Study looks at union membership, a child’s economic future

(AP Photo/Matt Rourke)

Children who grow up in homes where a parent is a member of a labor union appear to have a greater chance at economic success than children growing up in nonunion households, according to a new study.

“There are strong reasons to believe that unions may increase opportunity,” researchers at Harvard University, Wellesley College and the Center for American Progress, a think tank, say in their study titled “Bargaining for the American Dream: What Unions Do for Mobility.”

That opportunity can influence a child’s ability to rise above his or her economic standing, according to the study.

“First, there are the direct effects that a parent’s union membership may have on their children,” the researchers say. “Union workers make more money than comparable nonunion workers — what economists call the union premium — and when parents make more money, their children tend to make more money — which economists refer to as the intergenerational earnings elasticity.”

Other possibile factors, according to the study:

Union jobs may be more stable and predictable, which could produce a more stable living environment.

Union jobs are more likely to provide family health insurance.

According to the study, children of noncollege-educated fathers earn 28 percent more as adults if their father was in a labor union. They also attain higher education levels than their nonunion counterparts.

Just a 10 percent increase in an area’s labor union membership is associated with a 1.3 percentage point increase in the ability of a low-income child from that area to reach the top 20 percent of wage earners as an adult. The percentage increase is 4.5 percent for children in all income levels.

Previous studies have shown five factors strongly associated with upward mobility in children, including an area’s: rate of single motherhood; high school dropout rate; degree of income inequality; degree of residential segregation; and social capital, such as participation in community organizations.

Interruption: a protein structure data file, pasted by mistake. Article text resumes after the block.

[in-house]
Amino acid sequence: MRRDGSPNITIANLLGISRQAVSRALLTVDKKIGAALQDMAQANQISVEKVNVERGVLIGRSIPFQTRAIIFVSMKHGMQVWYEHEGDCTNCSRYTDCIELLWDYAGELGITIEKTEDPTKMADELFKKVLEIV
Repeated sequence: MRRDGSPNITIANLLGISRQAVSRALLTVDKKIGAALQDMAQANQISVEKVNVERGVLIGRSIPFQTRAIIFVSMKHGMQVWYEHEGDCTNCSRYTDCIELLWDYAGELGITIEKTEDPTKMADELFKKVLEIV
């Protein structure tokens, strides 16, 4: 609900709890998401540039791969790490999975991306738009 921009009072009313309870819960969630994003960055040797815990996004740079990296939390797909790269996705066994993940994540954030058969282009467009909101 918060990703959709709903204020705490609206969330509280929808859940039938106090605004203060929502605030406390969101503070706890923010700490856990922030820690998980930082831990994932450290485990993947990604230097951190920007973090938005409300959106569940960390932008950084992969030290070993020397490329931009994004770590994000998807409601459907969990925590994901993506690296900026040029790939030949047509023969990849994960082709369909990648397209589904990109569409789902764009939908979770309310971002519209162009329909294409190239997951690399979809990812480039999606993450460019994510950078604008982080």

Single motherhood is, by far, the strongest factor associated with a lack of upward mobility for low-income children, researchers say. Union membership is about equal to the other four previously studied factors.

The presence of unions also can benefit the upward mobility of children in nonunion households, says the study.

“It has been shown that unions push up wages for nonunion workers, for example, and these wage gains for nonunion members could be passed on to their children,” the researchers say. “Children who grow up in nonunion households may also display more mobility in highly unionized areas, for example, because they may be able to join a union when they enter the labor market.”

Also, the study says unions often advocate for policies that benefit all working people, such as minimum wage increases and increased spending on schools and public services.

The study authors note that while statistics suggest a strong correlation between unions and mobility, further study is needed before a causal relationship could be proven.

As in previous studies about upward mobility, the one focusing on unions shows Southern states lag behind the rest of the nation, probably because the South has a lower rate of union membership than other parts of the country. In South Carolina, for example, just 2.2 percent of workers are union members — second-lowest in the nation behind North Carolina’s 1.9 percent rate.

That’s not likely to change, says a Brookings Institution report that shows while unions deliver things that people want, like higher wages, union opponents have built structural barriers to labor organizing that continue to deplete membership.

Those barriers include right-to-work laws that reduce a union’s ability to collect dues.